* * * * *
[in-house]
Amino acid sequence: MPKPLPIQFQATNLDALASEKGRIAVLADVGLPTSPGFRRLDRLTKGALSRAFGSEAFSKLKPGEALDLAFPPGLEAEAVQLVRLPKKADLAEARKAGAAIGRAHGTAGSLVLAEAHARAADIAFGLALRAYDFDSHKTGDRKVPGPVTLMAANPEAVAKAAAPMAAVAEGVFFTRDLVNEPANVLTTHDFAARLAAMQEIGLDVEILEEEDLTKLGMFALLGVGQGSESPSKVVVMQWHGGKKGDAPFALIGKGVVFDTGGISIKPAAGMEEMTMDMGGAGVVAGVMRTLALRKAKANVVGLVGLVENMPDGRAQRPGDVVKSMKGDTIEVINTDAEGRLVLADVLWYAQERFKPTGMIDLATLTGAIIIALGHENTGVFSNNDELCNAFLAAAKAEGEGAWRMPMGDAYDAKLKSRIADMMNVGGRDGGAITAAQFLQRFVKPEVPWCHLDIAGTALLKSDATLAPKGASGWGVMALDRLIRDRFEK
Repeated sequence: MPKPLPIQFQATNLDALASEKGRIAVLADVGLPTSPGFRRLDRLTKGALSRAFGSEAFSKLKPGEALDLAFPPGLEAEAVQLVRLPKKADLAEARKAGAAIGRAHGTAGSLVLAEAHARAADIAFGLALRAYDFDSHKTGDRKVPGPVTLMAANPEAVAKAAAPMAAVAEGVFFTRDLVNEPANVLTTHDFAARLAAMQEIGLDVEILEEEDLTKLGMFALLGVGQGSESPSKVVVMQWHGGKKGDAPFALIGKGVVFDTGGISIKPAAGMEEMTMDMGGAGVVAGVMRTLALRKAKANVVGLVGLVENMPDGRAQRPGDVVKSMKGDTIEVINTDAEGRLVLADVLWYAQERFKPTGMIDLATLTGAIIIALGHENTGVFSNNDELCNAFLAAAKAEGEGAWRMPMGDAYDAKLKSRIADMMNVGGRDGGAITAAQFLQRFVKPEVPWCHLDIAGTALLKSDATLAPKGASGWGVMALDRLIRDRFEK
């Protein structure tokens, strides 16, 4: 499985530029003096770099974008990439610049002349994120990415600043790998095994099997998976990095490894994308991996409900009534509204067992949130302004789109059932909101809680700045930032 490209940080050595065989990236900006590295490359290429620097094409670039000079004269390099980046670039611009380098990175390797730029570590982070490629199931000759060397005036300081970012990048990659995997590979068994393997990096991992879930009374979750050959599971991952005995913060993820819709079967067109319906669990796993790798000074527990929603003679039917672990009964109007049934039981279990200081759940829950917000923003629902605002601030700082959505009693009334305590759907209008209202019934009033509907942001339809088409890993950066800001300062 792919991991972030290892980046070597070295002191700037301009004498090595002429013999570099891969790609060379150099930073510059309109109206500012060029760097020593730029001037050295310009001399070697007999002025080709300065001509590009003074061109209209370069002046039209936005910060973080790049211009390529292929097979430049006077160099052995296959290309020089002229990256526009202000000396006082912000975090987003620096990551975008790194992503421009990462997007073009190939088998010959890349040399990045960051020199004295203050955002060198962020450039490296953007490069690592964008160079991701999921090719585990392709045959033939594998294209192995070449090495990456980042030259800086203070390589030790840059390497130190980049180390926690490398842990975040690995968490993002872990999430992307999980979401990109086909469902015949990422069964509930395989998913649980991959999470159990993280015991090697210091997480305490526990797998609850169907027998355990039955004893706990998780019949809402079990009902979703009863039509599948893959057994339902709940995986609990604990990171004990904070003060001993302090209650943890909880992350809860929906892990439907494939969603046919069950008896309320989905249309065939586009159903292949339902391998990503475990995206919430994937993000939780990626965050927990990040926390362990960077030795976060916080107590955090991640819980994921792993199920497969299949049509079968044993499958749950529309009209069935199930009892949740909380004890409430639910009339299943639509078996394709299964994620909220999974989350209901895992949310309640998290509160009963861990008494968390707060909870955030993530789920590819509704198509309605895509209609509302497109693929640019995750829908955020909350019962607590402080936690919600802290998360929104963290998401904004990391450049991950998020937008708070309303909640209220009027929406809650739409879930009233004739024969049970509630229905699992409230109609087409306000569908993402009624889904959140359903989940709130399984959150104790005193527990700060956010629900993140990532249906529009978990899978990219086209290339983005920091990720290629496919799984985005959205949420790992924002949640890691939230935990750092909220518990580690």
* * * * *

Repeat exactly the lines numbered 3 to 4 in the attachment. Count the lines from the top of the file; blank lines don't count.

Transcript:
Repeated sequence: MPKPLPIQFQATNLDALASEKGRIAVLADVGLPTSPGFRRLDRLTKGALSRAFGSEAFSKLKPGEALDLAFPPGLEAEAVQLVRLPKKADLAEARKAGAAIGRAHGTAGSLVLAEAHARAADIAFGLALRAYDFDSHKTGDRKVPGPVTLMAANPEAVAKAAAPMAAVAEGVFFTRDLVNEPANVLTTHDFAARLAAMQEIGLDVEILEEEDLTKLGMFALLGVGQGSESPSKVVVMQWHGGKKGDAPFALIGKGVVFDTGGISIKPAAGMEEMTMDMGGAGVVAGVMRTLALRKAKANVVGLVGLVENMPDGRAQRPGDVVKSMKGDTIEVINTDAEGRLVLADVLWYAQERFKPTGMIDLATLTGAIIIALGHENTGVFSNNDELCNAFLAAAKAEGEGAWRMPMGDAYDAKLKSRIADMMNVGGRDGGAITAAQFLQRFVKPEVPWCHLDIAGTALLKSDATLAPKGASGWGVMALDRLIRDRFEK
């Protein structure tokens, strides 16, 4: 499985530029003096770099974008990439610049002349994120990415600043790998095994099997998976990095490894994308991996409900009534509204067992949130302004789109059932909101809680700045930032 490209940080050595065989990236900006590295490359290429620097094409670039000079004269390099980046670039611009380098990175390797730029570590982070490629199931000759060397005036300081970012990048990659995997590979068994393997990096991992879930009374979750050959599971991952005995913060993820819709079967067109319906669990796993790798000074527990929603003679039917672990009964109007049934039981279990200081759940829950917000923003629902605002601030700082959505009693009334305590759907209008209202019934009033509907942001339809088409890993950066800001300062 792919991991972030290892980046070597070295002191700037301009004498090595002429013999570099891969790609060379150099930073510059309109109206500012060029760097020593730029001037050295310009001399070697007999002025080709300065001509590009003074061109209209370069002046039209936005910060973080790049211009390529292929097979430049006077160099052995296959290309020089002229990256526009202000000396006082912000975090987003620096990551975008790194992503421009990462997007073009190939088998010959890349040399990045960051020199004295203050955002060198962020450039490296953007490069690592964008160079991701999921090719585990392709045959033939594998294209192995070449090495990456980042030259800086203070390589030790840059390497130190980049180390926690490398842990975040690995968490993002872990999430992307999980979401990109086909469902015949990422069964509930395989998913649980991959999470159990993280015991090697210091997480305490526990797998609850169907027998355990039955004893706990998780019949809402079990009902979703009863039509599948893959057994339902709940995986609990604990990171004990904070003060001993302090209650943890909880992350809860929906892990439907494939969603046919069950008896309320989905249309065939586009159903292949339902391998990503475990995206919430994937993000939780990626965050927990990040926390362990960077030795976060916080107590955090991640819980994921792993199920497969299949049509079968044993499958749950529309009209069935199930009892949740909380004890409430639910009339299943639509078996394709299964994620909220999974989350209901895992949310309640998290509160009963861990008494968390707060909870955030993530789920590819509704198509309605895509209609509302497109693929640019995750829908955020909350019962607590402080936690919600802290998360929104963290998401904004990391450049991950998020937008708070309303909640209220009027929406809650739409879930009233004739024969049970509630229905699992409230109609087409306000569908993402009624889904959140359903989940709130399984959150104790005193527990700060956010629900993140990532249906529009978990899978990219086209290339983005920091990720290629496919799984985005959205949420790992924002949640890691939230935990750092909220518990580690």